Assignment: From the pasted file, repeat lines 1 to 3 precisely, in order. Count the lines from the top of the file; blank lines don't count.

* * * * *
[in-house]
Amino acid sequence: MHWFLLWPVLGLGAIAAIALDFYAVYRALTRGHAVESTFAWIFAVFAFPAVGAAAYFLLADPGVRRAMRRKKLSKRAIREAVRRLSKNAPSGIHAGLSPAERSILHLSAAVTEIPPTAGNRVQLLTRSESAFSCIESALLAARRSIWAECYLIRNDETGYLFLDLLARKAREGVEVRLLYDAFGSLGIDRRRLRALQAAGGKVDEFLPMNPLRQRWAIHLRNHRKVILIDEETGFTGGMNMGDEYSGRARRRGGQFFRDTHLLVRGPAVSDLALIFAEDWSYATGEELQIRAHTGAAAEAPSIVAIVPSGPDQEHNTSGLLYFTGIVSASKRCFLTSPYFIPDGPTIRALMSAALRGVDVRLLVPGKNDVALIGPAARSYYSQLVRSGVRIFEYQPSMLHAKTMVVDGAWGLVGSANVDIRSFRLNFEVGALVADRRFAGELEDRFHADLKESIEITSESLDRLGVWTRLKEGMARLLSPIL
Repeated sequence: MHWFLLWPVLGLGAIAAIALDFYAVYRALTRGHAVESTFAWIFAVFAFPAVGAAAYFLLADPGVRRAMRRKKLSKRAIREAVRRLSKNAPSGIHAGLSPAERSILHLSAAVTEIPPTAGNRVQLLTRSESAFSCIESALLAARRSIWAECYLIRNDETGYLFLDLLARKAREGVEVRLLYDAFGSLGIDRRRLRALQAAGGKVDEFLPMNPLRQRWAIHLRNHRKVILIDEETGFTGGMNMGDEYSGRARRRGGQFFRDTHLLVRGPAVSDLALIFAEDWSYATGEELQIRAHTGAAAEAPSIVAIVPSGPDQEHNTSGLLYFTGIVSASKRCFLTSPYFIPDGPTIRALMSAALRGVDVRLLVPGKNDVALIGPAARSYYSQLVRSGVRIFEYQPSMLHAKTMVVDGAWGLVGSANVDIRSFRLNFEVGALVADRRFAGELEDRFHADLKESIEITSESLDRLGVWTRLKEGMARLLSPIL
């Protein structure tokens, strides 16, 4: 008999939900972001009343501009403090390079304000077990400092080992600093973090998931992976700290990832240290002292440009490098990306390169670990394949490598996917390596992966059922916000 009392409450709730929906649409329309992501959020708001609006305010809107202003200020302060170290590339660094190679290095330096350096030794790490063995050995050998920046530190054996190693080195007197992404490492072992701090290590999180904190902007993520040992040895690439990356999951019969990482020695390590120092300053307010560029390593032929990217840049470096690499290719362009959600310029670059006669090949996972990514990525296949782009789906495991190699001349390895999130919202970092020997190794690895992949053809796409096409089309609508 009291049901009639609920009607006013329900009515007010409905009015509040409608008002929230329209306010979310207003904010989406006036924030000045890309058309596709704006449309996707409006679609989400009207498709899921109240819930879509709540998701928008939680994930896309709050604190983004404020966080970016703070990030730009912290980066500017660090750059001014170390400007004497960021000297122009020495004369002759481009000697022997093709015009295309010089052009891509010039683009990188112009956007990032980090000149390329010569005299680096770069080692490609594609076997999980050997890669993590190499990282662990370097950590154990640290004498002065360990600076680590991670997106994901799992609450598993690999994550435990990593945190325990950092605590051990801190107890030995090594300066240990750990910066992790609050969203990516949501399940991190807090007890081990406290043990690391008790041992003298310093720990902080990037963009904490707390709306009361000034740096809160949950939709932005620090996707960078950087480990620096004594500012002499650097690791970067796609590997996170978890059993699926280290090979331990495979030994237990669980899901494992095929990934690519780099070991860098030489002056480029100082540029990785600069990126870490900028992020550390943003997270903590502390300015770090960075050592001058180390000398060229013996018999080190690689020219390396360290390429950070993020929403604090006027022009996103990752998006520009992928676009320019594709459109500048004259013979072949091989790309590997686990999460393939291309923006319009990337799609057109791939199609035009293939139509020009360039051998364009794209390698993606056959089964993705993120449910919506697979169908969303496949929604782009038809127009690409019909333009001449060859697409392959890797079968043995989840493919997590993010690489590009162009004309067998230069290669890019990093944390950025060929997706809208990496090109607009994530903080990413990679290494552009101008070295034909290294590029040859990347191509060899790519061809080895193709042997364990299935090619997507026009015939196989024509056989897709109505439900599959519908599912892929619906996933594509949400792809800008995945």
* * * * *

[in-house]
Amino acid sequence: MHWFLLWPVLGLGAIAAIALDFYAVYRALTRGHAVESTFAWIFAVFAFPAVGAAAYFLLADPGVRRAMRRKKLSKRAIREAVRRLSKNAPSGIHAGLSPAERSILHLSAAVTEIPPTAGNRVQLLTRSESAFSCIESALLAARRSIWAECYLIRNDETGYLFLDLLARKAREGVEVRLLYDAFGSLGIDRRRLRALQAAGGKVDEFLPMNPLRQRWAIHLRNHRKVILIDEETGFTGGMNMGDEYSGRARRRGGQFFRDTHLLVRGPAVSDLALIFAEDWSYATGEELQIRAHTGAAAEAPSIVAIVPSGPDQEHNTSGLLYFTGIVSASKRCFLTSPYFIPDGPTIRALMSAALRGVDVRLLVPGKNDVALIGPAARSYYSQLVRSGVRIFEYQPSMLHAKTMVVDGAWGLVGSANVDIRSFRLNFEVGALVADRRFAGELEDRFHADLKESIEITSESLDRLGVWTRLKEGMARLLSPIL
Repeated sequence: MHWFLLWPVLGLGAIAAIALDFYAVYRALTRGHAVESTFAWIFAVFAFPAVGAAAYFLLADPGVRRAMRRKKLSKRAIREAVRRLSKNAPSGIHAGLSPAERSILHLSAAVTEIPPTAGNRVQLLTRSESAFSCIESALLAARRSIWAECYLIRNDETGYLFLDLLARKAREGVEVRLLYDAFGSLGIDRRRLRALQAAGGKVDEFLPMNPLRQRWAIHLRNHRKVILIDEETGFTGGMNMGDEYSGRARRRGGQFFRDTHLLVRGPAVSDLALIFAEDWSYATGEELQIRAHTGAAAEAPSIVAIVPSGPDQEHNTSGLLYFTGIVSASKRCFLTSPYFIPDGPTIRALMSAALRGVDVRLLVPGKNDVALIGPAARSYYSQLVRSGVRIFEYQPSMLHAKTMVVDGAWGLVGSANVDIRSFRLNFEVGALVADRRFAGELEDRFHADLKESIEITSESLDRLGVWTRLKEGMARLLSPIL